C. S. Lewis is an endlessly fascinating person. He was an Oxford Don with few equals as an intellectual. Anyone who is familiar with the three volumes of Letters is well aware that they are reading the correspondence of a man who had read (and often reread) just about every great work of literature in the Western canon. Lewis was a Medievalist, thoroughly at home in Thomas Aquinas, Dante and Boccaccio (in their originals), with Beowulf and the Nordic mythology, and with Edmund Spenser, Milton, and a whole roster of other poets and mystics and playwrights.

But Lewis not only knew the greats of the 10th to the 16th centuries, he was also immersed in Plato and Aristotle, the Tragedies, Virgil and Ovid, and Neo-Platonists, again, all in the original Greek and Latin. His Letters especially brim with references and allusions to these works as well as a host of British, French and German classics. He was, by any measure, a brilliant scholar.

But to say this about Lewis is not to get at the whole man. For C. S. Lewis was a man of down-to-earth uncommon sense. His faculties were aware of the limitations of the five senses and the realities of life and truth that dwelt beyond. He, like G. K. Chesterton, saw the miraculous everywhere.

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The Reformation at 500: The Papal Bull (Part 1)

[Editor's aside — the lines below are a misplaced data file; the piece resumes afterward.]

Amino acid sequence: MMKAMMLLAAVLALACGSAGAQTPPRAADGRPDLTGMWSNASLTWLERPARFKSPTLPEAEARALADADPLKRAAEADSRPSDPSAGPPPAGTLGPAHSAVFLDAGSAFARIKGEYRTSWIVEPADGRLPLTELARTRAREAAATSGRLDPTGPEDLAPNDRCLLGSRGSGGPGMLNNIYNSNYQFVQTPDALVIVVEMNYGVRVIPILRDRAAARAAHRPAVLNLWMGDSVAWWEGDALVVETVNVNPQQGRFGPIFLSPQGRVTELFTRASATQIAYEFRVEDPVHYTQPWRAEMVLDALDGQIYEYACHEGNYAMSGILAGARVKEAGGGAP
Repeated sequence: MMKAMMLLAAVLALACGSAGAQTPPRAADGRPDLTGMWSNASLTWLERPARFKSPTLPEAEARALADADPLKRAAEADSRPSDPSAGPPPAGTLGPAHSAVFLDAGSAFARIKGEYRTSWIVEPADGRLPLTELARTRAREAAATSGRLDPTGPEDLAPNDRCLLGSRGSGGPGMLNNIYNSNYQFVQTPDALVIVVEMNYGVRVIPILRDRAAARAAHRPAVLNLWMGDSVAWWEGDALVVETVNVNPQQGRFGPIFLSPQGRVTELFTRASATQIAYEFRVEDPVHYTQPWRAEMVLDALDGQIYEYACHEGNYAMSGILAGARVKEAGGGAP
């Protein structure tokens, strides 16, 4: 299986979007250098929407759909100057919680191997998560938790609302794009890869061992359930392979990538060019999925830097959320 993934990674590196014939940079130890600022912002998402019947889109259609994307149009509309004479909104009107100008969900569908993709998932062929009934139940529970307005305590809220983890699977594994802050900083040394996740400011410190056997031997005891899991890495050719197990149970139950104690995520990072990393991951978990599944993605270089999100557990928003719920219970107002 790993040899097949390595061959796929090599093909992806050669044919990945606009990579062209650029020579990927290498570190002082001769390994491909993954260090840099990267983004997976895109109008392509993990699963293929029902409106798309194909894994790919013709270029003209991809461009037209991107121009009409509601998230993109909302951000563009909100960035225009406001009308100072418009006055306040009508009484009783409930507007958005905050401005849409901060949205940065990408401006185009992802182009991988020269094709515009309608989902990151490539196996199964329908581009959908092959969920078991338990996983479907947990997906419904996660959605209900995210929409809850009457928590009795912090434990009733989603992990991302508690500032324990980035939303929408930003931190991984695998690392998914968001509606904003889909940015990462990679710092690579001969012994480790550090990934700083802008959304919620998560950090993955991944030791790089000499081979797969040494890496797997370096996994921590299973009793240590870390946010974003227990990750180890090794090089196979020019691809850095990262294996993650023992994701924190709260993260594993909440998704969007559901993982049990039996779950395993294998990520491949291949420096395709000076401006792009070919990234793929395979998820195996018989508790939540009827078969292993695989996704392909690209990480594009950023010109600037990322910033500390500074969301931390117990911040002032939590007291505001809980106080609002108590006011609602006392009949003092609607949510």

In September of 2017, my wife Lynnette and I were privileged to visit the land of Germany and tour the sites of the Reformation in celebration of its 500th anniversary.

The trip was memorable—even life-changing—for a number of reasons.

First of all, the trip was given to us by our friends at Grace Bible Church, in Portage, Wis., where I had served as interim pastor for nearly two years. Suffice it to say that we will never forget all that that congregation did for us.

Secondly, the trip took place less than three months after my wife had brain surgery to remove a pituitary tumor. That period, in the late spring, summer and fall of 2017, was one that I would never want to redo—and yet I cannot imagine my life without it. It led directly into our determination to seek to serve in my position with The Friends of Israel Gospel Ministry.

Thirdly, this was our first experience with international travel. That, in itself, was extremely significant for us.

Finally, this trip took my interest in, and passion for, the Reformation, to an entirely different level. Although I have been fascinated with the Reformation all of my life (being raised a confessional Lutheran) and have preached on it for nearly 30 years, this trip opened my eyes to so many new realities, and brought it all to living color in my mind.